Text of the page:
Academic Council heard a proposal from the Duke-Margolis Center for Health Policy to transition to a University institute, which center leaders say will improve its external reputation and enhance recruitment of faculty members.
The proposal was presented to the council by Mark McClellan, director of the Duke-Margolis Center and Gillian Schmidler, the center’s deputy director.
The center’s mission, according to McClellan, is to “improve health equity and the value of health care through practical, innovative and evidence based policy solutions.” McClellan said that converting the Duke-Margolis Center into an institute would “elevate [its] standing to be equal to peer institutions across the country.”
Doing so would help the center recruit and retain faculty who “all consider institute-level programs elsewhere,” as well as reintroduce Duke-Margolis as a “partner” for Duke faculty, McClellan said.
In order to become an institute at Duke, a center must meet seven criteria: achieve a critical mass of faculty engagement, attain a substantial educational footprint, cultivate deep linkages to external partners and communities, effectively partner with core Duke units, develop a robust plan for furthering the University’s goals of diversity, equity and inclusion, show strategic significance for the University and identify opportunities for external fundraising.
McClellan said that the Duke-Margolis Center has satisfied all of these criteria.
According to the proposal presented to the council, faculty members affiliated with the center come from the School of Medicine, the Sanford School of Public Policy, the Fuqua School of Business, Trinity College and the Pratt School of Engineering, along with other units at the University.
Schmidler added that the center has 85 faculty members, and that the center has helped bring 11 of them to Duke through joint recruitment efforts with other schools and departments.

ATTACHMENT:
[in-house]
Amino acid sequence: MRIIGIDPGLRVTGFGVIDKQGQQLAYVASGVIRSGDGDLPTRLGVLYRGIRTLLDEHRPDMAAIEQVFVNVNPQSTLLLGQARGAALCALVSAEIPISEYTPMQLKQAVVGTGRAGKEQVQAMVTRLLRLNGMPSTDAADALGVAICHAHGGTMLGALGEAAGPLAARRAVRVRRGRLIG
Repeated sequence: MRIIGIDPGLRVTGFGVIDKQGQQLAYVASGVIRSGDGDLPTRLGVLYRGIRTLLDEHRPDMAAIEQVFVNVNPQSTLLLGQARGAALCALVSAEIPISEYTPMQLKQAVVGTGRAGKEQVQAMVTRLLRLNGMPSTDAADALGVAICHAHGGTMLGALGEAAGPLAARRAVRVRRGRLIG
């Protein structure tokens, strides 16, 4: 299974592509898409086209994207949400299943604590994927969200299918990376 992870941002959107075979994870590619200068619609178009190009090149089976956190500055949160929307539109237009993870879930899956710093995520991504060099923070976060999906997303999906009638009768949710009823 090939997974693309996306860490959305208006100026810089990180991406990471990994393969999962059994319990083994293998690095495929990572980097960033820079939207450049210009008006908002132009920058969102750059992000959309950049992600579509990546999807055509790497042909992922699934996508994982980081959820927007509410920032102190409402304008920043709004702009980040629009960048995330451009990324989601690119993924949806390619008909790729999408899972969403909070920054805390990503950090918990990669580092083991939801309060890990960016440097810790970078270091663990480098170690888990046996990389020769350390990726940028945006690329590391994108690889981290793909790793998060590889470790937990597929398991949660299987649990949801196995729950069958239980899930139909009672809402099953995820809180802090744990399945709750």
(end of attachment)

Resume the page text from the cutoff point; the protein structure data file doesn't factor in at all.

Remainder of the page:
“We expect to continue these academic collaborations across Duke, and we received recently a $10 million endowment gift from the Margolis family foundation that can support future joint recruitments, research programs and education programs,” Schmidler said.
Schmidler said that there would be no change in financial commitment from the University to center, if it is approved to become an institute.
Educational initiatives at Duke-Margolis “support students across Duke with interests in health policy and reform at the undergraduate, graduate and postdoc levels,” Schmidler said. She pointed to the Margolis Scholars program for undergraduates and graduate students, a new undergraduate certificate in health policy and sponsorship of Bass Connections teams as examples.
“Our early graduates from our educational programs include three Rhodes Scholars and emerging reform leaders across the public and private sectors,” Schmidler said. “We're excited about what's next for health policy across Duke and our transition to a University-wide institute will be a great opportunity to further our collaborative work.”
According to the proposal, the center has an “active project award portfolio” of $20.4 million. The center’s presence has also played a role in helping its core faculty secure over $49 million in research grants housed in their home departments.
Those core faculty members have also collaborated in the public and private sectors, according to the proposal, including at federal and state-level governments.
Kerry Haynie, dean of the social sciences and professor of political science, asked McClellan about the Duke-Margolis Center’s relationship with the Duke Global Health Institute. McClellan said that the center has a number of joint programs with DGHI.
Gavin Yamey, associate director for policy at DGHI, said that the work of DGHI and the Duke-Margolis Center is “highly complementary,” and that the two units have collaborated on a number of projects.
Associate Professor of History Adriane Lentz-Smith was concerned that the center does not engage with Trinity College faculty as much as it does with faculty in other schools.
Schmidler responded, saying that the center is working with Dean of Trinity College Gary Bennett on how to better engage with Trinity faculty. She added that to do so, one objective is to learn about the incentive systems that matter to different faculty groups across the University.
“Is it faculty research support? Is it salary support? Is it actual research funds? Is it supported students? Is it summer salary, is it funding for sabbatical?” Schmidler listed as possible incentives.
Lentz-Smith also asked about the center’s DEI efforts.
Schmidler said that although DEI work is an ongoing process, the center has made strides by hiring a full time human resources specialist and “monitoring the equity” among different roles within the center.
The council will vote on the proposal to turn the Duke-Margolis Center into an institute in November.
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Adway S. Wadekar is a Trinity junior and former news editor of The Chronicle's 119th volume.